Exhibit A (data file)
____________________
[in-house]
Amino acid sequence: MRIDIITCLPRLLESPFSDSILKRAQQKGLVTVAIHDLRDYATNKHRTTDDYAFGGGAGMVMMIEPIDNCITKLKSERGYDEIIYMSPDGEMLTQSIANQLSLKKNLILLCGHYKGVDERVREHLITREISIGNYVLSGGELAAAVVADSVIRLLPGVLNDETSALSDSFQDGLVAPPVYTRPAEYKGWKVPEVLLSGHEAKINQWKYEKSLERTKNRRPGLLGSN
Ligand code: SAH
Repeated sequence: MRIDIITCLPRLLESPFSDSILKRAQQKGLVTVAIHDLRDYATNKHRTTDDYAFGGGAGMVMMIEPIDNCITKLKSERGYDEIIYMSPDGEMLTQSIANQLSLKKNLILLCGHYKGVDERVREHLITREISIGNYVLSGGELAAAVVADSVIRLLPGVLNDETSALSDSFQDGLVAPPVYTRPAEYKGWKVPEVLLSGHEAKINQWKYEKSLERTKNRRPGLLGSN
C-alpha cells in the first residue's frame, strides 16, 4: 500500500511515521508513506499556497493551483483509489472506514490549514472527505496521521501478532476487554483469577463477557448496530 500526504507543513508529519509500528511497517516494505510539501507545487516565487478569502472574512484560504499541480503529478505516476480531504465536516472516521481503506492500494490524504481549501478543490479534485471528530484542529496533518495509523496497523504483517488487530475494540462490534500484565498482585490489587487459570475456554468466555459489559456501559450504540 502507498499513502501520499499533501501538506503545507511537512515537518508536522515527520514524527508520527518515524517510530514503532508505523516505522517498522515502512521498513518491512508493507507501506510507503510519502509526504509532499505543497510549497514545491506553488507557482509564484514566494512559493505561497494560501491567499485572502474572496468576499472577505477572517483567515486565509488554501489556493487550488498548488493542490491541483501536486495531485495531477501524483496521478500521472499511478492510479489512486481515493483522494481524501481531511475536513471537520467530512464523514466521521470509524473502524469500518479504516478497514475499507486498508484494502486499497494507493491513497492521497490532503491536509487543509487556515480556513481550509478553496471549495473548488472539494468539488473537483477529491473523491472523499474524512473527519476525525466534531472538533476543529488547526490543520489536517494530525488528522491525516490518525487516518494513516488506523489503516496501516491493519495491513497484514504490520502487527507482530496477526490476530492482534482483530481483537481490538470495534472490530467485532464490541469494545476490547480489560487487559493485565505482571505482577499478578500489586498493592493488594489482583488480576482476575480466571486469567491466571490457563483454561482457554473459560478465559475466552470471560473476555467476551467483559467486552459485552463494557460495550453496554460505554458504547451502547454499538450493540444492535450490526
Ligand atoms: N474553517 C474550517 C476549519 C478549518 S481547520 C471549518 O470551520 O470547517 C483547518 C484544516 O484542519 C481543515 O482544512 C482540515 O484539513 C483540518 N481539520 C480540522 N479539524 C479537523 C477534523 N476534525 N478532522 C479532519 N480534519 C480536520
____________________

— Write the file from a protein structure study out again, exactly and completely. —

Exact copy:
[in-house]
Amino acid sequence: MRIDIITCLPRLLESPFSDSILKRAQQKGLVTVAIHDLRDYATNKHRTTDDYAFGGGAGMVMMIEPIDNCITKLKSERGYDEIIYMSPDGEMLTQSIANQLSLKKNLILLCGHYKGVDERVREHLITREISIGNYVLSGGELAAAVVADSVIRLLPGVLNDETSALSDSFQDGLVAPPVYTRPAEYKGWKVPEVLLSGHEAKINQWKYEKSLERTKNRRPGLLGSN
Ligand code: SAH
Repeated sequence: MRIDIITCLPRLLESPFSDSILKRAQQKGLVTVAIHDLRDYATNKHRTTDDYAFGGGAGMVMMIEPIDNCITKLKSERGYDEIIYMSPDGEMLTQSIANQLSLKKNLILLCGHYKGVDERVREHLITREISIGNYVLSGGELAAAVVADSVIRLLPGVLNDETSALSDSFQDGLVAPPVYTRPAEYKGWKVPEVLLSGHEAKINQWKYEKSLERTKNRRPGLLGSN
C-alpha cells in the first residue's frame, strides 16, 4: 500500500511515521508513506499556497493551483483509489472506514490549514472527505496521521501478532476487554483469577463477557448496530 500526504507543513508529519509500528511497517516494505510539501507545487516565487478569502472574512484560504499541480503529478505516476480531504465536516472516521481503506492500494490524504481549501478543490479534485471528530484542529496533518495509523496497523504483517488487530475494540462490534500484565498482585490489587487459570475456554468466555459489559456501559450504540 502507498499513502501520499499533501501538506503545507511537512515537518508536522515527520514524527508520527518515524517510530514503532508505523516505522517498522515502512521498513518491512508493507507501506510507503510519502509526504509532499505543497510549497514545491506553488507557482509564484514566494512559493505561497494560501491567499485572502474572496468576499472577505477572517483567515486565509488554501489556493487550488498548488493542490491541483501536486495531485495531477501524483496521478500521472499511478492510479489512486481515493483522494481524501481531511475536513471537520467530512464523514466521521470509524473502524469500518479504516478497514475499507486498508484494502486499497494507493491513497492521497490532503491536509487543509487556515480556513481550509478553496471549495473548488472539494468539488473537483477529491473523491472523499474524512473527519476525525466534531472538533476543529488547526490543520489536517494530525488528522491525516490518525487516518494513516488506523489503516496501516491493519495491513497484514504490520502487527507482530496477526490476530492482534482483530481483537481490538470495534472490530467485532464490541469494545476490547480489560487487559493485565505482571505482577499478578500489586498493592493488594489482583488480576482476575480466571486469567491466571490457563483454561482457554473459560478465559475466552470471560473476555467476551467483559467486552459485552463494557460495550453496554460505554458504547451502547454499538450493540444492535450490526
Ligand atoms: N474553517 C474550517 C476549519 C478549518 S481547520 C471549518 O470551520 O470547517 C483547518 C484544516 O484542519 C481543515 O482544512 C482540515 O484539513 C483540518 N481539520 C480540522 N479539524 C479537523 C477534523 N476534525 N478532522 C479532519 N480534519 C480536520